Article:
Safety Courses for Electricians

 

Being an electrician is more than just knowing how and where to attach wires, run electrical lines and make the right place for a chandelier.  It requires that you understand and follow the rules of staying safe.  It also means that you are responsible for the safety of your helpers.

Courses Required to Protect Workers and Premises

Some courses are mandated to protect anyone and everyone that works in an environment where open electrical circuits may be present.  Some courses, such as the first one, are meant to help electricians know how to keep everyone safe including those that may just wander through your worksite.

  • First Aid and CPR training – as medical advances have progressed; new techniques have evolved in first aid and CPR.  If you took these classes more than 5-years ago, it is imperative that you retake them now.  Older methods are now known to cause additional harm that can be avoided.  If there is only one class that everyone in the construction industry needs, it is this one.
  • Low Voltage/High Voltage Electrical Safety – every electrician, helper and technicians that are involved in working with systems that are 50-volts or higher need to take this course.  That includes repair people as well as installers.  Understanding how to avoid shocks and electrocution is the first step in maintaining a safe work environment.
  • Lock and Tag classes – there are classes available for electricians, helpers, technicians, supervisors and employees that need to understand some of the details and reasons for Lock and Tag situations.  There are also general classes that are designed to make other workers on a site aware of the situation and how to behave while in the immediate area.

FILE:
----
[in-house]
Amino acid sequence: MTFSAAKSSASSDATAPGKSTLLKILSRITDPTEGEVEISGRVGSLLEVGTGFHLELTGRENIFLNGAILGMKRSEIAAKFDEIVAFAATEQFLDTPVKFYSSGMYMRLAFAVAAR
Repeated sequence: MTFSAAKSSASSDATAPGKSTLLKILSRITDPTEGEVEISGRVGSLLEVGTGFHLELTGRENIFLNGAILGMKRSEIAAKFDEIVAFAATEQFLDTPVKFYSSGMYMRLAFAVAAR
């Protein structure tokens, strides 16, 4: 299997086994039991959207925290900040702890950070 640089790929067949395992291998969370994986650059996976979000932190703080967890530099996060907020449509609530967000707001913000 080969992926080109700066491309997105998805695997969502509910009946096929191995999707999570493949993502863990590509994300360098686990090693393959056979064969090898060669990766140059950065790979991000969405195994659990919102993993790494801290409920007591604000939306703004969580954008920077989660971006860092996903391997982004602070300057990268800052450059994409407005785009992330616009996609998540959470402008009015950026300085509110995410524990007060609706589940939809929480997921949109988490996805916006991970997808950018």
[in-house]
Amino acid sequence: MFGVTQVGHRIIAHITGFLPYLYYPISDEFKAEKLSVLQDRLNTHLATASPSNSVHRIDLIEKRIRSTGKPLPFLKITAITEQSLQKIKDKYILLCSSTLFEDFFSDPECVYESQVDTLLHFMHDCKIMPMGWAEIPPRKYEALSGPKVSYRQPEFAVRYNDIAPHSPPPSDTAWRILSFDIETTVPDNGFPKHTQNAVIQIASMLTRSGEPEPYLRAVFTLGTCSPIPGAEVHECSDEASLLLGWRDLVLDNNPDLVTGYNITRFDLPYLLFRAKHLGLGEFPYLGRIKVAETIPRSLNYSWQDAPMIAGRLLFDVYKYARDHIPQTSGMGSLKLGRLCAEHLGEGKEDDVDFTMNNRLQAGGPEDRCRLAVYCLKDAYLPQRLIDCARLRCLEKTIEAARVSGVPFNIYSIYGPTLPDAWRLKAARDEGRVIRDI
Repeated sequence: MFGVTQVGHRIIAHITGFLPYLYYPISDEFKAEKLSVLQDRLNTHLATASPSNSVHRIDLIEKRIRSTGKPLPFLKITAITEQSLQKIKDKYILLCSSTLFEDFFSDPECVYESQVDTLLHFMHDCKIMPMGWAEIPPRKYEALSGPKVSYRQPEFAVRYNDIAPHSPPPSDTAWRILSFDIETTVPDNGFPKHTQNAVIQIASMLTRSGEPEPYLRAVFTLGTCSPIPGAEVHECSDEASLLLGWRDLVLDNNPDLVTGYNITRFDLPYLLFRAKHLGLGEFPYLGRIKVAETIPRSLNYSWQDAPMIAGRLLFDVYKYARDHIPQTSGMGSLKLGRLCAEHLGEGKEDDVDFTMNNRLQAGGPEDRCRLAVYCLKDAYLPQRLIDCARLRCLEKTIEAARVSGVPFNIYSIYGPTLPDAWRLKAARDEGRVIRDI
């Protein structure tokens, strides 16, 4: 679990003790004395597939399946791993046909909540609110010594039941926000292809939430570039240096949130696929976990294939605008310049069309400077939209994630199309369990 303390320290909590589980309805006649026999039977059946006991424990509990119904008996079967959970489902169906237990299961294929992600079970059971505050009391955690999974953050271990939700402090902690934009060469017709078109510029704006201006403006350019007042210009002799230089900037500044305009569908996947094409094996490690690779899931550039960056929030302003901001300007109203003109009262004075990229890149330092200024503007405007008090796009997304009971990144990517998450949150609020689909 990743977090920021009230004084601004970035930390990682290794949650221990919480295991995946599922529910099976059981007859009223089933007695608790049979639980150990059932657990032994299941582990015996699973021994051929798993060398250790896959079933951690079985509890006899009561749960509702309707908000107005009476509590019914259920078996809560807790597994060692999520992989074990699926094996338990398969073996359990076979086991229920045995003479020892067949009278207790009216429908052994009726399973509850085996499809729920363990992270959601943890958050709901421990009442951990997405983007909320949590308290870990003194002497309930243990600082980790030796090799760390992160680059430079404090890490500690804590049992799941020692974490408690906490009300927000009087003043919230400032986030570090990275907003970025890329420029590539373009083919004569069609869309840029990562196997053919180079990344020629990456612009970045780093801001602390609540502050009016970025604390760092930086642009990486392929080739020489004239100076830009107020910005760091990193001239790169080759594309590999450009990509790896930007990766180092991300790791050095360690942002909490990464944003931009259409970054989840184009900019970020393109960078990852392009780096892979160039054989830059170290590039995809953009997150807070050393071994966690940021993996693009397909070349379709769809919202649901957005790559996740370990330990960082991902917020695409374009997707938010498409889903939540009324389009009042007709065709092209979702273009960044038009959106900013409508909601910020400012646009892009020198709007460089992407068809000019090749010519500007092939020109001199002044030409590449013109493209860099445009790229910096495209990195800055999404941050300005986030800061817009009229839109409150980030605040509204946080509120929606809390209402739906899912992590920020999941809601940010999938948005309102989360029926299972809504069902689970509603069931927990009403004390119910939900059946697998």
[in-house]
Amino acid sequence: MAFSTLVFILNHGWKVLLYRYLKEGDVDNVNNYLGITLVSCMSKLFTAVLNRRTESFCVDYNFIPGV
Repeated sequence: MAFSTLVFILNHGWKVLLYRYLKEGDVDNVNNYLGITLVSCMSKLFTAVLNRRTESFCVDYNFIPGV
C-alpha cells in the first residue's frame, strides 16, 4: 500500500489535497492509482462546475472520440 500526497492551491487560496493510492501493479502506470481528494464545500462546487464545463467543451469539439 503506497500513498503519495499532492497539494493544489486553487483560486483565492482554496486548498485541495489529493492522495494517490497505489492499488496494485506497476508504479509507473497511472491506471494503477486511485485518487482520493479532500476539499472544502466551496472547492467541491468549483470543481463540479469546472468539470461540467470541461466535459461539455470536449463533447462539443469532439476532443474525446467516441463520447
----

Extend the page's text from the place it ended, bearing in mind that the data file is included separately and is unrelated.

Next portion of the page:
Additional Courses for Electricians Only

There are other courses for electricians specifically, many of which are standardized under OSHA regulations.  In order to provide a minimum standard of safety, the general requirements for electricians include:

  • Knowing how to properly label and identify the purpose of use of electrical components including the strength and durability, wire bending techniques and arcing effects of each
  • Knowing how to properly fasten electrical equipment and the conditions under which each type of fastening method is most suitable
  • A full understanding of the safety methods needed for electrical connections with the various and dissimilar metals that may be in use on a given project
  • Courses that explain and prepare electricians to safely and properly make splices and terminal connections that protect life and property
  • Classes in reading and comprehending the purposes of markings on electrical components and other equipment as well as knowing where to get further information if an accident occurs with a piece of equipment.

 

As an electrician, it is important that all the safety rules and procedures are understood, followed and communicated accurately to those who work on the site with you.  OSHA holds free classes in colleges and work sites around the country.  Take advantage of as many safety courses as you can and keep up to date on the latest safety issues in the industry.


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August 5, 2014 by

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